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Linkin Park Rage Again on New LP

How Rick Rubin helped the band return to its rap-rock roots


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Mike Shinoda

Last fall, LinkinParkmet up with producer Rick Rubin at North Hollywood’s NRG Recording Studios on an urgent mission: After four huge LPs, the band wanted to recapture the energy of its earliest hits on its fifth full-length. “This is where we’ve recorded all our albums, except one,” says rapper- producer Mike Shinoda, sitting at the massive mixing console the group used for Living Things, due out June 26th, 2012. “There’s a sense of comfort here.”

Linkin Park’s last album, 2010’s experimental, U2-ish A Thousand Suns, sold an impressive 840,000 copies, but it proved divisive. “We wanted to find a new voice, but we alienated some die-hard fans,” says singer Chester Bennington. So this time, the six-member band – Shinoda, Bennington, guitarist Brad Delson, bassist Dave Farrell, drummer Rob Bourdon and DJ Joe Hahn – went back to the sounds that first defined it.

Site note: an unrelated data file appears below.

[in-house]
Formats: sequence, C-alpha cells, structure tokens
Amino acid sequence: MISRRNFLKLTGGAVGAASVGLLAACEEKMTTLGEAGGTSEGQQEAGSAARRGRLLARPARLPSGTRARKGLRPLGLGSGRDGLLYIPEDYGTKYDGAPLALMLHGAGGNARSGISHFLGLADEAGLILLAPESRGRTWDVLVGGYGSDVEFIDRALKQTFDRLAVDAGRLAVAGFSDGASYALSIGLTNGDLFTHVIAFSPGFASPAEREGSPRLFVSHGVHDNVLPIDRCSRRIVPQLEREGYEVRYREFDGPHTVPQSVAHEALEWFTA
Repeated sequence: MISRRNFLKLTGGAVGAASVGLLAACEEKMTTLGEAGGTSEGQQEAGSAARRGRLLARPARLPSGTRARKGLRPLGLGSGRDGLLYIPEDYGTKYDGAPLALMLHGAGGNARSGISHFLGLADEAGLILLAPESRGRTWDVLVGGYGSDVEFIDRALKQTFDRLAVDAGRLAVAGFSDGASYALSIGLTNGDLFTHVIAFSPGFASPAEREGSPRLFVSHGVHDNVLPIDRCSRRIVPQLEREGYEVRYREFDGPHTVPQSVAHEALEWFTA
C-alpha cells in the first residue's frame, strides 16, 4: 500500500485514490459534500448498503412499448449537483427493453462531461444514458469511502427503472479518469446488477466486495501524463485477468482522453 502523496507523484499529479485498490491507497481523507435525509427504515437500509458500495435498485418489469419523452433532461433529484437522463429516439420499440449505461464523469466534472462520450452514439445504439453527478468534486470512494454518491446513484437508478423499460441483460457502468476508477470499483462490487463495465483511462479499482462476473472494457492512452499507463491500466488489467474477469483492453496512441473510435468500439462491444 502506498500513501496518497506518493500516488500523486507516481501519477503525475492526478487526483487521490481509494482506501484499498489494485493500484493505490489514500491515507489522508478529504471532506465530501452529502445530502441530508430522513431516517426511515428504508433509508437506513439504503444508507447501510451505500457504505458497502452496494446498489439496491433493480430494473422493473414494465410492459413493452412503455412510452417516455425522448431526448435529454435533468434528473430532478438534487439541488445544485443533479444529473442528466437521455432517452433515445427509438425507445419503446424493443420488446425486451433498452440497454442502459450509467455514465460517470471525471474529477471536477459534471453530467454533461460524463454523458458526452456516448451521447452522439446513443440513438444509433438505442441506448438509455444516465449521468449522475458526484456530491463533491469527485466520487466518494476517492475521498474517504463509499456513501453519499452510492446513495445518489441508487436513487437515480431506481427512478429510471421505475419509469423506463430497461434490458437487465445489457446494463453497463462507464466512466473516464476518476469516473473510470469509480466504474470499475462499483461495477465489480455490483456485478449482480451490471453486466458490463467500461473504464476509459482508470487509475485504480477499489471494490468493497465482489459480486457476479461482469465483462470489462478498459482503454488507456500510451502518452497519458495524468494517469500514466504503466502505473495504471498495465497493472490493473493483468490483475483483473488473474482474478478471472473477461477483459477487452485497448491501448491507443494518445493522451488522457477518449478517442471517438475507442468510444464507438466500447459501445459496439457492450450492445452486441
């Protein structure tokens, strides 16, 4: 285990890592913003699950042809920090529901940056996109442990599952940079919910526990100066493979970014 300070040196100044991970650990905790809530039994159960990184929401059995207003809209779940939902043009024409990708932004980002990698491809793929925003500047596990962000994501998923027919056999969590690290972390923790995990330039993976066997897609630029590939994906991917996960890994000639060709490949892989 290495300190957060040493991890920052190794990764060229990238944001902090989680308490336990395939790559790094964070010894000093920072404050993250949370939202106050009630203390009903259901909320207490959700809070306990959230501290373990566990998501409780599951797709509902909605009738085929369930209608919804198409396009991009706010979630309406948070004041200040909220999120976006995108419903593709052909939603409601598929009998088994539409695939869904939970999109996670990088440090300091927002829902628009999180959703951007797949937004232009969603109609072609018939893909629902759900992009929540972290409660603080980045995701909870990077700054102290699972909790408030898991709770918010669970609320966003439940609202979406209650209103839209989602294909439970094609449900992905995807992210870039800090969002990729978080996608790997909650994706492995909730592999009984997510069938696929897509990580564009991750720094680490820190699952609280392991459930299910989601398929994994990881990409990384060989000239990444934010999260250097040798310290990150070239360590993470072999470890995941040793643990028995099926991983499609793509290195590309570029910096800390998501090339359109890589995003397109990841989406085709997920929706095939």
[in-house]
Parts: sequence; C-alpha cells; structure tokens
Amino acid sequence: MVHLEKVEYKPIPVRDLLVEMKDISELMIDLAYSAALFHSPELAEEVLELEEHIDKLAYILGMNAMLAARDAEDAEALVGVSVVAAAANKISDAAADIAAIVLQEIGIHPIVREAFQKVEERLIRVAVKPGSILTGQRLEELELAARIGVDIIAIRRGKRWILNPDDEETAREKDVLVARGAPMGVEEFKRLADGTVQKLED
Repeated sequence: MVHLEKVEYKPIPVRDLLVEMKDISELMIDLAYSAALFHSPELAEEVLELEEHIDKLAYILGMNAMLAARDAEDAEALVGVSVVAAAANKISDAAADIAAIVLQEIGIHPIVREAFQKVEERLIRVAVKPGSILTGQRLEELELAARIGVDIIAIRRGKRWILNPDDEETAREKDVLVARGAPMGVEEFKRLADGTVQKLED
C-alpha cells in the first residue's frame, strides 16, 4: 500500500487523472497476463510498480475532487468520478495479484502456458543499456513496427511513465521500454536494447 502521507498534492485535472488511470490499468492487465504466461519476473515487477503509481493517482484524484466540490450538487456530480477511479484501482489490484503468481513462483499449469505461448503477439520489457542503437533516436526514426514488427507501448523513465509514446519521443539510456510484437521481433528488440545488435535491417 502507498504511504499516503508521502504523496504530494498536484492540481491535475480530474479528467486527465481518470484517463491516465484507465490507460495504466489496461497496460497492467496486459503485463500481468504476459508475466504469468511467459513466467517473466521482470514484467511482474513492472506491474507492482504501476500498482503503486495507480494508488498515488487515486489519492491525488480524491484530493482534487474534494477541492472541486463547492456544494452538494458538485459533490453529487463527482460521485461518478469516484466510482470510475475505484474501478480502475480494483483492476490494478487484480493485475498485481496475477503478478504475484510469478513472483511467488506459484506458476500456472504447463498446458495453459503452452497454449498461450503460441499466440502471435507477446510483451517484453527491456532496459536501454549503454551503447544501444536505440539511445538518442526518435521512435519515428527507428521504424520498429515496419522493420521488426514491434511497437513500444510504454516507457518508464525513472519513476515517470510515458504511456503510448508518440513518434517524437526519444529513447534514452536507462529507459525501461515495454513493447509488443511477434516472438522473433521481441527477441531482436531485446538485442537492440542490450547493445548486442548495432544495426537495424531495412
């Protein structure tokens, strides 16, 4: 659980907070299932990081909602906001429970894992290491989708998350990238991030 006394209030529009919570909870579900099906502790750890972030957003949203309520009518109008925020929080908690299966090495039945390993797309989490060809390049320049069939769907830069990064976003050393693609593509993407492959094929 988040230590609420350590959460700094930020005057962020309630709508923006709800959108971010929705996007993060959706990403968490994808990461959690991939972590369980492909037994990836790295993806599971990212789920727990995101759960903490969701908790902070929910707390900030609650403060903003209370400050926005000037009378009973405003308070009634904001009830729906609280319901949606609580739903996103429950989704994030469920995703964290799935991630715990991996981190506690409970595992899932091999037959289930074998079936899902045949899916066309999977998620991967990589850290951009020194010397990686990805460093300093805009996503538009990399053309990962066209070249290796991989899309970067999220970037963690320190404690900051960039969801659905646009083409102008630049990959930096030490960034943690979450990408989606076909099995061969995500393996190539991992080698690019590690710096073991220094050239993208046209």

‘Living Things’ cover

The thunderous “Burn It Down” highlights the chemistry between Shinoda’s intense rap verses and Bennington’s emotional howling, while the brutal headbanger “Victimized” is the band’s most aggressive track in years. “In the past, we’ve consciously steered away from what we’d done before, but here, the energy is clearly similar to Hybrid Theory,”Bennington says, referring to the group’s smash 2000 debut.

The recording process wasn’t always easy. “I remember one meeting where we listened to everything we had,” Rubin says. “Most of the band was critical, and there was lots of disagreement. For the next few days, Mike and Brad went into overdrive – and all of a sudden, the songs sounded great! I’m not sure what exactly happened, but whatever it was worked.”

In the end, Living Things incorporated some unexpected influences: the campfirestyle vocals of “Skin to Bone” and the sea-chantey rhythms of “Roads Untraveled” reflect the band’s new interest in folk. “We looked not just to Bob Dylan, but the music that inspired Dylan,” says the singer. “Having a driving beat with this country-folk melody is weird – but it’s totally Linkin Park.”

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"Farak" by Divine


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